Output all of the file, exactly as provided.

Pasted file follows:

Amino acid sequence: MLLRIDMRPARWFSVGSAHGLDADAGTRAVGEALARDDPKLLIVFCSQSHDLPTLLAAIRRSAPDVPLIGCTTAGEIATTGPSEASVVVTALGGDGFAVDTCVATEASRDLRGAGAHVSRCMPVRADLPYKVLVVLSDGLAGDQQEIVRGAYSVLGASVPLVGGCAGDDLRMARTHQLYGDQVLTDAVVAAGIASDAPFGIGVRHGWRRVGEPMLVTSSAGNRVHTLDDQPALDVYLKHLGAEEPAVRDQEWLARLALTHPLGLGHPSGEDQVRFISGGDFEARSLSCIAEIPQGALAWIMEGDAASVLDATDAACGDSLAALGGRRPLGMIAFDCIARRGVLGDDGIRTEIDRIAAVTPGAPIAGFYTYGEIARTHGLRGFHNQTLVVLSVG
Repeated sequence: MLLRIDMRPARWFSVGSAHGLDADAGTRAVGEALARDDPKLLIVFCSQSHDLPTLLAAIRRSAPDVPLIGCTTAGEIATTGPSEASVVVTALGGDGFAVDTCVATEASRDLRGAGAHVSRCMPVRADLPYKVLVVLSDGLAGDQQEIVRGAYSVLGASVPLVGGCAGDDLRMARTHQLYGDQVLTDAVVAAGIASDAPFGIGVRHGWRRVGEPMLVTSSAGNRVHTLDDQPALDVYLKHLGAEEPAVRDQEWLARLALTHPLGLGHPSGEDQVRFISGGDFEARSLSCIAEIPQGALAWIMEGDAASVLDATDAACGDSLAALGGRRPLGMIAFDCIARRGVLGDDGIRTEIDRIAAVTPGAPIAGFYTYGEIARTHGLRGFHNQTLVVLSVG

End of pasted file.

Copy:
Amino acid sequence: MLLRIDMRPARWFSVGSAHGLDADAGTRAVGEALARDDPKLLIVFCSQSHDLPTLLAAIRRSAPDVPLIGCTTAGEIATTGPSEASVVVTALGGDGFAVDTCVATEASRDLRGAGAHVSRCMPVRADLPYKVLVVLSDGLAGDQQEIVRGAYSVLGASVPLVGGCAGDDLRMARTHQLYGDQVLTDAVVAAGIASDAPFGIGVRHGWRRVGEPMLVTSSAGNRVHTLDDQPALDVYLKHLGAEEPAVRDQEWLARLALTHPLGLGHPSGEDQVRFISGGDFEARSLSCIAEIPQGALAWIMEGDAASVLDATDAACGDSLAALGGRRPLGMIAFDCIARRGVLGDDGIRTEIDRIAAVTPGAPIAGFYTYGEIARTHGLRGFHNQTLVVLSVG
Repeated sequence: MLLRIDMRPARWFSVGSAHGLDADAGTRAVGEALARDDPKLLIVFCSQSHDLPTLLAAIRRSAPDVPLIGCTTAGEIATTGPSEASVVVTALGGDGFAVDTCVATEASRDLRGAGAHVSRCMPVRADLPYKVLVVLSDGLAGDQQEIVRGAYSVLGASVPLVGGCAGDDLRMARTHQLYGDQVLTDAVVAAGIASDAPFGIGVRHGWRRVGEPMLVTSSAGNRVHTLDDQPALDVYLKHLGAEEPAVRDQEWLARLALTHPLGLGHPSGEDQVRFISGGDFEARSLSCIAEIPQGALAWIMEGDAASVLDATDAACGDSLAALGGRRPLGMIAFDCIARRGVLGDDGIRTEIDRIAAVTPGAPIAGFYTYGEIARTHGLRGFHNQTLVVLSVG